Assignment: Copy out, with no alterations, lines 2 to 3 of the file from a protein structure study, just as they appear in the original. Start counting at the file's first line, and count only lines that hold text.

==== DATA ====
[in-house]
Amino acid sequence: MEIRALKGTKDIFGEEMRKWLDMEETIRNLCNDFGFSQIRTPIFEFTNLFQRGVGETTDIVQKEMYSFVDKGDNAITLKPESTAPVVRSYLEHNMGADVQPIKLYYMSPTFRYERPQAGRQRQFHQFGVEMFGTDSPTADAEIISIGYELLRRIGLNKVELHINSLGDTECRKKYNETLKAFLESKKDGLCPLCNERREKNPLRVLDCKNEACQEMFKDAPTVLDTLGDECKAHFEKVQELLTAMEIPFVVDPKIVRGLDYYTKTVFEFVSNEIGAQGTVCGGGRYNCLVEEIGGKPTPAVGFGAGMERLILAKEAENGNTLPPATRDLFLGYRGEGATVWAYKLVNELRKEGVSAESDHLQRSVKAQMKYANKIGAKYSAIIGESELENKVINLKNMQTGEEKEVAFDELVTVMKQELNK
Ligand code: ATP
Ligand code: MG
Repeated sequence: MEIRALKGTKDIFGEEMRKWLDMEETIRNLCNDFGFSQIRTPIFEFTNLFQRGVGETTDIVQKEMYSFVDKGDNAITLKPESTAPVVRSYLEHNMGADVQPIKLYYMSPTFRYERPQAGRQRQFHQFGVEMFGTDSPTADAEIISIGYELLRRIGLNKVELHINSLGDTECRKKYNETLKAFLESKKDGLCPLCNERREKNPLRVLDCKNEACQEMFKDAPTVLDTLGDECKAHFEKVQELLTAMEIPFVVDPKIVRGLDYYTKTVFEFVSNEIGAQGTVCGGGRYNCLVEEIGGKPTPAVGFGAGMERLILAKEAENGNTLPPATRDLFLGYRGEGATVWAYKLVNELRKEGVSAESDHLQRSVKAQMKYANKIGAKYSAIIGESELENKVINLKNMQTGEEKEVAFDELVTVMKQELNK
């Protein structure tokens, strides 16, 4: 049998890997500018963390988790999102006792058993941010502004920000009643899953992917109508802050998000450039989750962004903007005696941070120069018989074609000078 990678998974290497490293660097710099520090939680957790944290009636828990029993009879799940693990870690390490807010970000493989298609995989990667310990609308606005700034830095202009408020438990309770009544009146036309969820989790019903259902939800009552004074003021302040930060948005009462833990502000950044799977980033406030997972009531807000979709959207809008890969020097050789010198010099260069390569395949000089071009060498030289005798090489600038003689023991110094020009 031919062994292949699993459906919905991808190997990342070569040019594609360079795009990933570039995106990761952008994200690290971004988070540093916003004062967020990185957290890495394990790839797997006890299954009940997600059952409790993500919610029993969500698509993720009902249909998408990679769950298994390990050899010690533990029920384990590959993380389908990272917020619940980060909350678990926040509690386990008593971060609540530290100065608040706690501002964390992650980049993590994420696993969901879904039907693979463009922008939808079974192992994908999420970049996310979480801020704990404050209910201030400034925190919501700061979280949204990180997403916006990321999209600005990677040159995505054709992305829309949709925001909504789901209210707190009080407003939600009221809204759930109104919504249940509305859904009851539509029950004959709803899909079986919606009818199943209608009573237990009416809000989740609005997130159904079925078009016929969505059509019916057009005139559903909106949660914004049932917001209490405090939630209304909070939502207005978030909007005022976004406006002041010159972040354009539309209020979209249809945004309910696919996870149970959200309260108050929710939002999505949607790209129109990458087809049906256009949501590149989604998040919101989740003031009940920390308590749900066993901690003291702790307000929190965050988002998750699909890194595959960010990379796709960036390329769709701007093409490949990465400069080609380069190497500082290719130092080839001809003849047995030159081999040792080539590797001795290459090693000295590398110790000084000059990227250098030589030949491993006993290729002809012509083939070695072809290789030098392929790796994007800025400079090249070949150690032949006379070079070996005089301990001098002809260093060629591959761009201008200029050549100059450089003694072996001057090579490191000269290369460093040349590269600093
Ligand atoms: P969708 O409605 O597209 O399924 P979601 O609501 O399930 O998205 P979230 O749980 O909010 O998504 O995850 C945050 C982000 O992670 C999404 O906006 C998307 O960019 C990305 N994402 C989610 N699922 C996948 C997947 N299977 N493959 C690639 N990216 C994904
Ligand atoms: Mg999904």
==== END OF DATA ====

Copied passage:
Amino acid sequence: MEIRALKGTKDIFGEEMRKWLDMEETIRNLCNDFGFSQIRTPIFEFTNLFQRGVGETTDIVQKEMYSFVDKGDNAITLKPESTAPVVRSYLEHNMGADVQPIKLYYMSPTFRYERPQAGRQRQFHQFGVEMFGTDSPTADAEIISIGYELLRRIGLNKVELHINSLGDTECRKKYNETLKAFLESKKDGLCPLCNERREKNPLRVLDCKNEACQEMFKDAPTVLDTLGDECKAHFEKVQELLTAMEIPFVVDPKIVRGLDYYTKTVFEFVSNEIGAQGTVCGGGRYNCLVEEIGGKPTPAVGFGAGMERLILAKEAENGNTLPPATRDLFLGYRGEGATVWAYKLVNELRKEGVSAESDHLQRSVKAQMKYANKIGAKYSAIIGESELENKVINLKNMQTGEEKEVAFDELVTVMKQELNK
Ligand code: ATP